CS 594, Special Topics in Computer Science

Experimental Algorithmics

Spring Term, 2013

Instructor Michael A. Langston

Teaching Assistant Charles Phillips

Time and Place

Wednesdays from 5:05 to 7:45 pm
Room 406, Min Kao Engineering Building


Three hours credit will be given.


Do you ever design algorithms? Do you ever write code? Do you ever measure resources such as time and space? Do ever you plan to publish your work? If you answer "yes" to some of these questions, then this course may be for you. Lectures will be largely discussion format, focusing on general principles, case studies and student projects.


A Guide to Experimental Algorithmics
McGeoch, Cambridge, 2012

From the Preface

This guidebook is written for anyone - student, researcher, practitioner - who wants to carry out computational experiments on algorithms and programs that yield correct, general, informative and useful results. Whether the goal is to predict algorithm performance or to build faster and better algorithms, the experiment-driven methodology outlined in these chapters provides insights into performance that cannot be obtained by purely abstract means or by simple runtime measurements. The past few decades have seen considerable developments in this approach to algorithm design and analysis, both in terms of number of participants and in methodological sophistication. In this book I have tried to present a snapshot of the state-of-the-art in this field, at a level suitable for newcomers to computational experiments. The book is aimed at a reader with some undergraduate computer science experience: you should know how to program, and ideally you have had at least one course in data structures and algorithm analysis. Otherwise, no previous experience is assumed regarding the other topics addressed here, which range widely from architectures and operating systems, to probability theory, to techniques of statistics and data analysis. The book takes a nuts-and-bolts approach that would be suitable as a main or supplementary text in a seminar-style course on advanced algorithms, experimental algorithmics, algorithm engineering, or experimental methods in computer science. Several case studies are presented throughout. A companion website makes the files, programs and tools described in the case studies available for downloading. Suggestions for experimental problems and projects appear at the end of each chapter.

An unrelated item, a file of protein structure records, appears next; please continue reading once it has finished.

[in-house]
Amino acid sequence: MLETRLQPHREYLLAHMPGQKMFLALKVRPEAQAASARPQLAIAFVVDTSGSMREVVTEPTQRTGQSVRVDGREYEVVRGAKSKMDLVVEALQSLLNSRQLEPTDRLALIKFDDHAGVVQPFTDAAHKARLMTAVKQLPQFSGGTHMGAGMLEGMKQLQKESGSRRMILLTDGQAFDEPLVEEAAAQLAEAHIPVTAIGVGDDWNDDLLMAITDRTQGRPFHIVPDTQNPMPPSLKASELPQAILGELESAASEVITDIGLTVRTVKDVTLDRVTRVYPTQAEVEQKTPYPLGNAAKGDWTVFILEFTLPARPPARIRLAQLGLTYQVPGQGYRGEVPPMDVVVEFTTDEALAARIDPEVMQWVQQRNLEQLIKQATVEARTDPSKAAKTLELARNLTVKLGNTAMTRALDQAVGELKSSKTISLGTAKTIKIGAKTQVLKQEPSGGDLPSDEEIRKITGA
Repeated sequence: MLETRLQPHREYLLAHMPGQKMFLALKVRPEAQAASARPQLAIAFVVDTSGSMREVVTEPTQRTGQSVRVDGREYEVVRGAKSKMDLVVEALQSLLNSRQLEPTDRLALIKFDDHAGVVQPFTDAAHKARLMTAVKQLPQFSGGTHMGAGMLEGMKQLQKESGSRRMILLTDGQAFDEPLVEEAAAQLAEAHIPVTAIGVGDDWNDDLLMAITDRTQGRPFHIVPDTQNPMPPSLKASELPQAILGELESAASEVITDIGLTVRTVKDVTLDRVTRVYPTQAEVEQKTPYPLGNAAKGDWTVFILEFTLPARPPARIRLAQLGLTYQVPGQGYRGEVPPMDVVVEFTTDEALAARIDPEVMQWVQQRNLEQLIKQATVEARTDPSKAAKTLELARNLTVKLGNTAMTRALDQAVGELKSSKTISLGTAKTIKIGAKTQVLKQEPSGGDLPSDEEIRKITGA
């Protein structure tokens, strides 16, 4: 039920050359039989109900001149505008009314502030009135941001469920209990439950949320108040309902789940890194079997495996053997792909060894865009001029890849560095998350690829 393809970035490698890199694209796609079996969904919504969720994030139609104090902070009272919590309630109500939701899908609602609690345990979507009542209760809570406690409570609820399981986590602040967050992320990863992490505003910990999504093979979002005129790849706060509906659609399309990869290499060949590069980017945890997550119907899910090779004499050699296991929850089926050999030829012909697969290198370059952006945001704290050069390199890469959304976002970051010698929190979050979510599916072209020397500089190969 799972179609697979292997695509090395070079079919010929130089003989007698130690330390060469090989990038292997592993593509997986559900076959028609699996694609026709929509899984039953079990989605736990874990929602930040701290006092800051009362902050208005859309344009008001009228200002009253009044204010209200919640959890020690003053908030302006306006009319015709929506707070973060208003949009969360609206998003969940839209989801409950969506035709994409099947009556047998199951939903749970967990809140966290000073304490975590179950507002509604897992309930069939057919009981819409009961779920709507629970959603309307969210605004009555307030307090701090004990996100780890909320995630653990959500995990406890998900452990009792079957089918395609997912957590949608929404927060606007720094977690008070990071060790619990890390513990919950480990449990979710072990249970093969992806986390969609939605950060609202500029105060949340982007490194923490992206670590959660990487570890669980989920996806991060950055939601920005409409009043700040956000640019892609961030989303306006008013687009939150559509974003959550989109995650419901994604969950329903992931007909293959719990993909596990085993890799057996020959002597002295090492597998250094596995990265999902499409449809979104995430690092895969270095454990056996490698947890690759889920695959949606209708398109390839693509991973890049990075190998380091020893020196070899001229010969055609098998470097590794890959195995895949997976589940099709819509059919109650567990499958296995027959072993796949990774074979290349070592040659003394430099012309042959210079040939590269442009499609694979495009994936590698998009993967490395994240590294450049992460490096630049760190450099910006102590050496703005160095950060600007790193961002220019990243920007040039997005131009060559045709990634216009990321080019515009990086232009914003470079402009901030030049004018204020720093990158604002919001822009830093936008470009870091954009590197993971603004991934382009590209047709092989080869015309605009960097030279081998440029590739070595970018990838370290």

Note: Although offered as a graduate course, this class may be taken by well-prepared undergraduate students by permission of the instructor. If permission is granted, undergraduate students should register for this as CS494.